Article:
The only argument I know of to show that Reism is true is Descartes’ cogito. Here Descartes attempts to find one thing he knows with certainty and ‘discovers’ that the one thing he can know for certain is that he exists whenever he thinks. Cartesian is widely in disrepute these days, and taking such antiquated arguments seriously is difficult. I, myself, have doubts about Descartes’ existence and, thus, his argument for his own existence. But, if one needs a refutation of the Cartesian method, one must say that Descartes’ criterion of evidence, that a belief must meet his standard of self-evidence or clarity and distinctness, is insufficiently strict. Descartes did not show to an objective standard of evidence that he exists; all he showed is that seeming-to-be-true-to-Descartes is sufficient to convince Descartes.

A Reist might argue that critics bear the burden of proof—or, more accurately, disproof. The view that there is something is so overwhelmingly plausible that we must take Reism for granted until evidence shows it to be false. This attitude might account for the incredulity with which my remarks are often met. Nonetheless, this attitude is wholly unbecoming the philosopher or thinking person. No view in philosophy should be accepted on faith; no view must be considered true until shown to be false. Anyone making, or implicitly endorsing, a philosophical claim bears the burden of proving it. There is no room for special pleading by the Reist; basic fairness and free inquiry require that she meet the same burden as every other philosopher. If the Reist can make such a claim for herself, what is to stop the theist, dualist, materialist or any other -ist from doing the same? No, the only rational attitude is at least to withhold judgment with respect to a claim until sufficient evidence is presented.

More positively, or perhaps negatively, I believe there are two overwhelming difficulties with the Reist position. I will sketch out these difficulties, having to do with paradoxes of truth and existence, in the remainder of this post.

First, paradoxes of truth lead to the conclusion that Reism is false. If Reism is true, there must be facts, reality or truths. Yet, it is hard to make sense of any such concepts, and close examination renders all of them paradoxical and suspect. For example, the sentence, “This sentence is false,” involves a paradox of truth and self-reference. If it is true, then the assertion it makes is false. Hence, if it is true, then it is false. If, on the other hand, it is false, then the assertion it makes, that it is false, is true. Thus, there appears to be no such thing as truth, and, hence, Reism cannot be true.

Similarly, there do not appear to be facts. A fact is supposed to be something that is the case. Now consider the sentence: the fact that renders this sentence true does not exist (or, to use the technical term, ‘obtain’). If this sentence is true, then there is no such fact underlying it, and, therefore, this sentence is not true. If this sentence is false, then there is such a fact. But if there is such a fact, then the sentence is true. The only reasonable conclusion is that there is nothing that renders sentences true, or: there are no facts. The only way for there to be no facts is for there to be nothing at all.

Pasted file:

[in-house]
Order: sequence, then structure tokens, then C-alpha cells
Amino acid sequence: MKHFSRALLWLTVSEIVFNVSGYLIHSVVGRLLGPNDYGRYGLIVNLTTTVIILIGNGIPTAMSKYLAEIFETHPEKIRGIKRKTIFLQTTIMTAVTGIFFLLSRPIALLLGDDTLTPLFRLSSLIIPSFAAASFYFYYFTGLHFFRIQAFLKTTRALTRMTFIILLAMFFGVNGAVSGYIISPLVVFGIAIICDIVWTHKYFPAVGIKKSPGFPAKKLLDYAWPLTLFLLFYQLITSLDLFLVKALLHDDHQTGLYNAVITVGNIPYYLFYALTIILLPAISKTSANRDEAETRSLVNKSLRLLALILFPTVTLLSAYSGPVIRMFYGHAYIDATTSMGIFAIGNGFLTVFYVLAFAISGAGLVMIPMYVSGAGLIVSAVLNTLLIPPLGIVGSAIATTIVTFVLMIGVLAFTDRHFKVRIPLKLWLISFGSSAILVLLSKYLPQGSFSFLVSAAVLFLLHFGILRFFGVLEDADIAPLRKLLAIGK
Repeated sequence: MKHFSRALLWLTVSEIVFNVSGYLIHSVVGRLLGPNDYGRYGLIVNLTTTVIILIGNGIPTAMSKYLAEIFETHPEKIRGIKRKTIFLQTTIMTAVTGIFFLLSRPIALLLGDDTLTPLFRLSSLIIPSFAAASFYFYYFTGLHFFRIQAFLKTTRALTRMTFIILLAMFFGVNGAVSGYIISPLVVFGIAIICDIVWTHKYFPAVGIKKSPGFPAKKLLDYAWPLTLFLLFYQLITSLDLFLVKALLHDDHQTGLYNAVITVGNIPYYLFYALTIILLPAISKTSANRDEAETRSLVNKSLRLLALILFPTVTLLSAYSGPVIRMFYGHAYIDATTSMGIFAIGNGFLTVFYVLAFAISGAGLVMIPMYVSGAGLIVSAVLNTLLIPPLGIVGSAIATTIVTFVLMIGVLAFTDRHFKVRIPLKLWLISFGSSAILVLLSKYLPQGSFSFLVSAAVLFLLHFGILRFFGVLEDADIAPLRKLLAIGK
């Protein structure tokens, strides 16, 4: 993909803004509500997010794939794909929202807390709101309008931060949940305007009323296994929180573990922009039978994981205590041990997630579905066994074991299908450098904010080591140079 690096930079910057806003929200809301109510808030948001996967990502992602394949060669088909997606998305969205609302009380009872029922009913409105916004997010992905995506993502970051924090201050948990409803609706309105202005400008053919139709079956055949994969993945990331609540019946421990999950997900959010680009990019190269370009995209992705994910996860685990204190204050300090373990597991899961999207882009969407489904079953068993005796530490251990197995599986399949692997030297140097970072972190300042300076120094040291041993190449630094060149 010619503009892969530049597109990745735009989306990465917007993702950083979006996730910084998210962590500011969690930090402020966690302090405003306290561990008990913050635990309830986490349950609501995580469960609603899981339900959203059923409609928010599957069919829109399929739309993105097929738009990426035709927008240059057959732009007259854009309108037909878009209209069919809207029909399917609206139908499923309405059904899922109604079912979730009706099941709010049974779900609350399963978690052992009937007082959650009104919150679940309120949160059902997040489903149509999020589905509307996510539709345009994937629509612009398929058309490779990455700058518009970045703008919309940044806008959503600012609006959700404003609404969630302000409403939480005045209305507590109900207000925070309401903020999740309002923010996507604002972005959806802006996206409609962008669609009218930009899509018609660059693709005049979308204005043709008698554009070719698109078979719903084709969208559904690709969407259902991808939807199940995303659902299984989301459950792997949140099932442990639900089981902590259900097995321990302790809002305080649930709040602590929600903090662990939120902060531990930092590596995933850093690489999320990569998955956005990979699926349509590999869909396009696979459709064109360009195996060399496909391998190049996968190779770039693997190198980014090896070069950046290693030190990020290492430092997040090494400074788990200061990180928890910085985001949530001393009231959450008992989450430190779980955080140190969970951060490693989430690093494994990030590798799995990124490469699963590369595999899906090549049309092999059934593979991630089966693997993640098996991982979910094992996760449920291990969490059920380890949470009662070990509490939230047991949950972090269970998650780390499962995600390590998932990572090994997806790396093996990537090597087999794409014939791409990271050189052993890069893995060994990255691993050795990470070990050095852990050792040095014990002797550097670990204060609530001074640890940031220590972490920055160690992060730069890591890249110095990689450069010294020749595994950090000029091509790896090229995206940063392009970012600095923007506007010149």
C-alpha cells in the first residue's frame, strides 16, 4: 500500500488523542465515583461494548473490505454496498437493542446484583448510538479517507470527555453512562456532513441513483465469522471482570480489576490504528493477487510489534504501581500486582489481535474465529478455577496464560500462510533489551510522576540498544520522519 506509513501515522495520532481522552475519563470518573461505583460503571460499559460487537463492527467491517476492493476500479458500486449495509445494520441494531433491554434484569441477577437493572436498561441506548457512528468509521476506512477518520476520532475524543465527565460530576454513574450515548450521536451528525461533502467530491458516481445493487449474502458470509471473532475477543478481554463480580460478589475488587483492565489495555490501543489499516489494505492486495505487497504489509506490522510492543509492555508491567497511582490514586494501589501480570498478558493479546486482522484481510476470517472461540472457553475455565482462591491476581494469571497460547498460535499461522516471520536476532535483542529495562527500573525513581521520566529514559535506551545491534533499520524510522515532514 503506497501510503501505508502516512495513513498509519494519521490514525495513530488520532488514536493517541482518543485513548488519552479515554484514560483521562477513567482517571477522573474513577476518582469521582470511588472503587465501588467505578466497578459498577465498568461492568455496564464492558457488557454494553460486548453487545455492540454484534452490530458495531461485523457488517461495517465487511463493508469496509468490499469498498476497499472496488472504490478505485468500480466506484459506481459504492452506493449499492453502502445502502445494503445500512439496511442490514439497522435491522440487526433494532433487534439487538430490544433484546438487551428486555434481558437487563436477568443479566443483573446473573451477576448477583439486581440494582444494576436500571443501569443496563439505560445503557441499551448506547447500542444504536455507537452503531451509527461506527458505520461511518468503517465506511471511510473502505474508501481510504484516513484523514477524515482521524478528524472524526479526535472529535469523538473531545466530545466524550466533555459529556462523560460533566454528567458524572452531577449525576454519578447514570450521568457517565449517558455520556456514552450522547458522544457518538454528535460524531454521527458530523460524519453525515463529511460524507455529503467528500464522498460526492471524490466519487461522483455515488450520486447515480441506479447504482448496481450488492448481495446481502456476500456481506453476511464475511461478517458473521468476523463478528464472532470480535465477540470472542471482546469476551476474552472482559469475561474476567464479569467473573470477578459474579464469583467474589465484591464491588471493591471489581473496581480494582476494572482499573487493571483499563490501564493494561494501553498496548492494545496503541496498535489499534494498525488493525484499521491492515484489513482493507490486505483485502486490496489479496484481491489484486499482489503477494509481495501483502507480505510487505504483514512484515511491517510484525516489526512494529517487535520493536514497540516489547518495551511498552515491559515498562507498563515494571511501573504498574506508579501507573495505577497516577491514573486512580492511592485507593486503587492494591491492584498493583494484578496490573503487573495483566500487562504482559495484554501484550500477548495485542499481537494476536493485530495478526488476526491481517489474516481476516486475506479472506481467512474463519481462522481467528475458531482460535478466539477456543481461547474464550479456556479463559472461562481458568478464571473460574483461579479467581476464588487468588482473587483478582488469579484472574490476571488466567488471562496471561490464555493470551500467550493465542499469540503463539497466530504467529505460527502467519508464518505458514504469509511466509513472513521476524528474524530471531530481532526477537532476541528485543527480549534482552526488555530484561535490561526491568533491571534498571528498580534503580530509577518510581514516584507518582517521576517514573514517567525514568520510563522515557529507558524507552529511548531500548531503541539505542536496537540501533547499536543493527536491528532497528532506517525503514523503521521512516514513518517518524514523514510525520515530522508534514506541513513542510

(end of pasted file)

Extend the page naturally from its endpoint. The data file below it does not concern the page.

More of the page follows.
One might say that the non-Reist has no account of truth or facts either. Obviously, a non-Reist has no need for such an account, and, moreover, even if another view has no explanation for some phenomenon, this is hardly relevant to the first view's failure. Any putative non-Reist's failure should be cold comfort to the Reist.

The second problem with Reism is that the concept of existence itself is paradoxical. Suppose the Reist is correct and at least some things exist. What can we say of existence itself? In order for Reism to be true, there must be such a thing as existence. To say that existence does not exist is to say that there isn’t anything at all. On the other hand, to say that existence exists is self-contradictory. Existence cannot exist or be since existence is what things that exist have, exhibit or are. Existence cannot have existence; existence cannot be predicated of existence without contradiction since this would imply that something has itself as a property.

Perhaps, as Kant said, existence is not a predicate at all. To say that something exists is not to attribute a property of existence to things but to say that there is something that exhibits or has properties. Intuitively, to predicate something of an entity (as Aristotle noted) is to say something about it. Hence, on Kant’s proposal, one cannot say of anything that it exists. And this is precisely my point.

In slightly different terms, if to say that something exists is to say that there is something that has properties (rather than to attribute a property of existence to them) is to deny that existence is anything at all. But if existence is not anything, there is no such thing as existence. And if there is no such thing as existence, then nothing exists.